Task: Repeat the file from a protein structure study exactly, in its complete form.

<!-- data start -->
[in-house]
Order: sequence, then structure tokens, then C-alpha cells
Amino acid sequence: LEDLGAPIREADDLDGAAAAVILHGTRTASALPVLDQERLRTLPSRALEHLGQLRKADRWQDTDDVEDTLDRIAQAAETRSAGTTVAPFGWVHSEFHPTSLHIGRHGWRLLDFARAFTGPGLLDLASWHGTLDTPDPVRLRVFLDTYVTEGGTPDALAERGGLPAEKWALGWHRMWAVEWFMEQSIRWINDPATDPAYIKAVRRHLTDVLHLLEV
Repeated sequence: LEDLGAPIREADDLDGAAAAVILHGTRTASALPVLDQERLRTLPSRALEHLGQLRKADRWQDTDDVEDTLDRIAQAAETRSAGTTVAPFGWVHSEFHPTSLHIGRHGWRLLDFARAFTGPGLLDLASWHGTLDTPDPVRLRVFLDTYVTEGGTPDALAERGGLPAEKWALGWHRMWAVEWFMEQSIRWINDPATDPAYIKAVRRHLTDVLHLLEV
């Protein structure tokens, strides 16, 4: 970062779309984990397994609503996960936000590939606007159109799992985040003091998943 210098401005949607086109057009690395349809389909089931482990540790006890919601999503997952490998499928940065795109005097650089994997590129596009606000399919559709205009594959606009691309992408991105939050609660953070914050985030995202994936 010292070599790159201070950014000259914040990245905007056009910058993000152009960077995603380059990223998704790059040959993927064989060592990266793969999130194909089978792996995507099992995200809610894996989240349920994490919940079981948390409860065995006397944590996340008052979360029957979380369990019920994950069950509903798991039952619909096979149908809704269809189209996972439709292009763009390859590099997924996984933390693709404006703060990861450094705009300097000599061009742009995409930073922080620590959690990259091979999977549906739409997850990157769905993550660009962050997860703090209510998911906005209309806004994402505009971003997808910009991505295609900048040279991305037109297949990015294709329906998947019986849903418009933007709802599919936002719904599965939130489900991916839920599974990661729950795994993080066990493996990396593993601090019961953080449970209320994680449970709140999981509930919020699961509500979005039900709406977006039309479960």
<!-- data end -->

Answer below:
[in-house]
Order: sequence, then structure tokens, then C-alpha cells
Amino acid sequence: LEDLGAPIREADDLDGAAAAVILHGTRTASALPVLDQERLRTLPSRALEHLGQLRKADRWQDTDDVEDTLDRIAQAAETRSAGTTVAPFGWVHSEFHPTSLHIGRHGWRLLDFARAFTGPGLLDLASWHGTLDTPDPVRLRVFLDTYVTEGGTPDALAERGGLPAEKWALGWHRMWAVEWFMEQSIRWINDPATDPAYIKAVRRHLTDVLHLLEV
Repeated sequence: LEDLGAPIREADDLDGAAAAVILHGTRTASALPVLDQERLRTLPSRALEHLGQLRKADRWQDTDDVEDTLDRIAQAAETRSAGTTVAPFGWVHSEFHPTSLHIGRHGWRLLDFARAFTGPGLLDLASWHGTLDTPDPVRLRVFLDTYVTEGGTPDALAERGGLPAEKWALGWHRMWAVEWFMEQSIRWINDPATDPAYIKAVRRHLTDVLHLLEV
């Protein structure tokens, strides 16, 4: 970062779309984990397994609503996960936000590939606007159109799992985040003091998943 210098401005949607086109057009690395349809389909089931482990540790006890919601999503997952490998499928940065795109005097650089994997590129596009606000399919559709205009594959606009691309992408991105939050609660953070914050985030995202994936 010292070599790159201070950014000259914040990245905007056009910058993000152009960077995603380059990223998704790059040959993927064989060592990266793969999130194909089978792996995507099992995200809610894996989240349920994490919940079981948390409860065995006397944590996340008052979360029957979380369990019920994950069950509903798991039952619909096979149908809704269809189209996972439709292009763009390859590099997924996984933390693709404006703060990861450094705009300097000599061009742009995409930073922080620590959690990259091979999977549906739409997850990157769905993550660009962050997860703090209510998911906005209309806004994402505009971003997808910009991505295609900048040279991305037109297949990015294709329906998947019986849903418009933007709802599919936002719904599965939130489900991916839920599974990661729950795994993080066990493996990396593993601090019961953080449970209320994680449970709140999981509930919020699961509500979005039900709406977006039309479960």